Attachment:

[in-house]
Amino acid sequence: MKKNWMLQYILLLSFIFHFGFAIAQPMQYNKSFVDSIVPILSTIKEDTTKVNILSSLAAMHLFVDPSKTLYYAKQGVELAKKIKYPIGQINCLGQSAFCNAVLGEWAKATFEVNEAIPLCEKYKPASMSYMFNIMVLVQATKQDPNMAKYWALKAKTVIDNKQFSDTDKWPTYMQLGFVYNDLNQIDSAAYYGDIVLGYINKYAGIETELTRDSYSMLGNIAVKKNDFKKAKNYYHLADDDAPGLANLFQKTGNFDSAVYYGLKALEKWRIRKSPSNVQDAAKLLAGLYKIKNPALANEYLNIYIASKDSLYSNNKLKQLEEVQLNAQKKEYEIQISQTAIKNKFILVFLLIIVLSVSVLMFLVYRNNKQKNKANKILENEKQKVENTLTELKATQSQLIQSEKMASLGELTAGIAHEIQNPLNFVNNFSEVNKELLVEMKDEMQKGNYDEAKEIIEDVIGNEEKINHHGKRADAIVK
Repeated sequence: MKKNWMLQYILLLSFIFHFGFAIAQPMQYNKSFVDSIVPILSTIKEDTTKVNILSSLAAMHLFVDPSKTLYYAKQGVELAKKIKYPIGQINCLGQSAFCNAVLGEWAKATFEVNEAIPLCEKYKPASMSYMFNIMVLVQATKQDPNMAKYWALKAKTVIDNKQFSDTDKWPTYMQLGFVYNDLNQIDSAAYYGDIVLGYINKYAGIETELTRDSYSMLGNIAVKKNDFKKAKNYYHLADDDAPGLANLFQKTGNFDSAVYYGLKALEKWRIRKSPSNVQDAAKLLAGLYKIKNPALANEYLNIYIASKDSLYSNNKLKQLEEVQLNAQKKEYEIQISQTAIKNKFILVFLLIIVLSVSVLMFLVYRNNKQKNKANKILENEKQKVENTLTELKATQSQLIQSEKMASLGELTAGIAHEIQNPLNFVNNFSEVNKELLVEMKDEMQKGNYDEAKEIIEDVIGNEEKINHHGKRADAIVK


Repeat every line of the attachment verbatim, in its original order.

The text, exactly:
[in-house]
Amino acid sequence: MKKNWMLQYILLLSFIFHFGFAIAQPMQYNKSFVDSIVPILSTIKEDTTKVNILSSLAAMHLFVDPSKTLYYAKQGVELAKKIKYPIGQINCLGQSAFCNAVLGEWAKATFEVNEAIPLCEKYKPASMSYMFNIMVLVQATKQDPNMAKYWALKAKTVIDNKQFSDTDKWPTYMQLGFVYNDLNQIDSAAYYGDIVLGYINKYAGIETELTRDSYSMLGNIAVKKNDFKKAKNYYHLADDDAPGLANLFQKTGNFDSAVYYGLKALEKWRIRKSPSNVQDAAKLLAGLYKIKNPALANEYLNIYIASKDSLYSNNKLKQLEEVQLNAQKKEYEIQISQTAIKNKFILVFLLIIVLSVSVLMFLVYRNNKQKNKANKILENEKQKVENTLTELKATQSQLIQSEKMASLGELTAGIAHEIQNPLNFVNNFSEVNKELLVEMKDEMQKGNYDEAKEIIEDVIGNEEKINHHGKRADAIVK
Repeated sequence: MKKNWMLQYILLLSFIFHFGFAIAQPMQYNKSFVDSIVPILSTIKEDTTKVNILSSLAAMHLFVDPSKTLYYAKQGVELAKKIKYPIGQINCLGQSAFCNAVLGEWAKATFEVNEAIPLCEKYKPASMSYMFNIMVLVQATKQDPNMAKYWALKAKTVIDNKQFSDTDKWPTYMQLGFVYNDLNQIDSAAYYGDIVLGYINKYAGIETELTRDSYSMLGNIAVKKNDFKKAKNYYHLADDDAPGLANLFQKTGNFDSAVYYGLKALEKWRIRKSPSNVQDAAKLLAGLYKIKNPALANEYLNIYIASKDSLYSNNKLKQLEEVQLNAQKKEYEIQISQTAIKNKFILVFLLIIVLSVSVLMFLVYRNNKQKNKANKILENEKQKVENTLTELKATQSQLIQSEKMASLGELTAGIAHEIQNPLNFVNNFSEVNKELLVEMKDEMQKGNYDEAKEIIEDVIGNEEKINHHGKRADAIVK